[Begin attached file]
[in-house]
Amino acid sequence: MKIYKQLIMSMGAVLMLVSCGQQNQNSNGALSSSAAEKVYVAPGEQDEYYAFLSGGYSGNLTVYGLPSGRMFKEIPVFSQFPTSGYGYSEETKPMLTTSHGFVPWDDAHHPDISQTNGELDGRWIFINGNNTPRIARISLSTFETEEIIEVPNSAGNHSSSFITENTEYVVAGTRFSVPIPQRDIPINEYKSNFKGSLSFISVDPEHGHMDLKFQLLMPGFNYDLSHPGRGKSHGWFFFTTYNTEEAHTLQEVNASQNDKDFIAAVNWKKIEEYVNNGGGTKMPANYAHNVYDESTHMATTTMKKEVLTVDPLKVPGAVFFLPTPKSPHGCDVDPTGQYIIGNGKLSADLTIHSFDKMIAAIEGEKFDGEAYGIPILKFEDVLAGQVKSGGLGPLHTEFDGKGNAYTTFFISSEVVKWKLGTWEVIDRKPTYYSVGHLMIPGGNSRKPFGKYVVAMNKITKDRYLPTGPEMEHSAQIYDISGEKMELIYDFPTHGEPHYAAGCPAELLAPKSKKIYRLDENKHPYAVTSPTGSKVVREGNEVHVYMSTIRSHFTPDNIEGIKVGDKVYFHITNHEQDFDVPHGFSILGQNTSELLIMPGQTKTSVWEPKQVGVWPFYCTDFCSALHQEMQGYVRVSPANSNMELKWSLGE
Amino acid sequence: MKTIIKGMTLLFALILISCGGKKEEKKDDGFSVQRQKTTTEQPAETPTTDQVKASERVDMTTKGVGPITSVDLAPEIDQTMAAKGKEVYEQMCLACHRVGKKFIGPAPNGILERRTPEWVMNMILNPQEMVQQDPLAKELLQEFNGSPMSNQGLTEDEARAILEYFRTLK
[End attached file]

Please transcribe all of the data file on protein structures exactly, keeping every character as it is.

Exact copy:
[in-house]
Amino acid sequence: MKIYKQLIMSMGAVLMLVSCGQQNQNSNGALSSSAAEKVYVAPGEQDEYYAFLSGGYSGNLTVYGLPSGRMFKEIPVFSQFPTSGYGYSEETKPMLTTSHGFVPWDDAHHPDISQTNGELDGRWIFINGNNTPRIARISLSTFETEEIIEVPNSAGNHSSSFITENTEYVVAGTRFSVPIPQRDIPINEYKSNFKGSLSFISVDPEHGHMDLKFQLLMPGFNYDLSHPGRGKSHGWFFFTTYNTEEAHTLQEVNASQNDKDFIAAVNWKKIEEYVNNGGGTKMPANYAHNVYDESTHMATTTMKKEVLTVDPLKVPGAVFFLPTPKSPHGCDVDPTGQYIIGNGKLSADLTIHSFDKMIAAIEGEKFDGEAYGIPILKFEDVLAGQVKSGGLGPLHTEFDGKGNAYTTFFISSEVVKWKLGTWEVIDRKPTYYSVGHLMIPGGNSRKPFGKYVVAMNKITKDRYLPTGPEMEHSAQIYDISGEKMELIYDFPTHGEPHYAAGCPAELLAPKSKKIYRLDENKHPYAVTSPTGSKVVREGNEVHVYMSTIRSHFTPDNIEGIKVGDKVYFHITNHEQDFDVPHGFSILGQNTSELLIMPGQTKTSVWEPKQVGVWPFYCTDFCSALHQEMQGYVRVSPANSNMELKWSLGE
Amino acid sequence: MKTIIKGMTLLFALILISCGGKKEEKKDDGFSVQRQKTTTEQPAETPTTDQVKASERVDMTTKGVGPITSVDLAPEIDQTMAAKGKEVYEQMCLACHRVGKKFIGPAPNGILERRTPEWVMNMILNPQEMVQQDPLAKELLQEFNGSPMSNQGLTEDEARAILEYFRTLK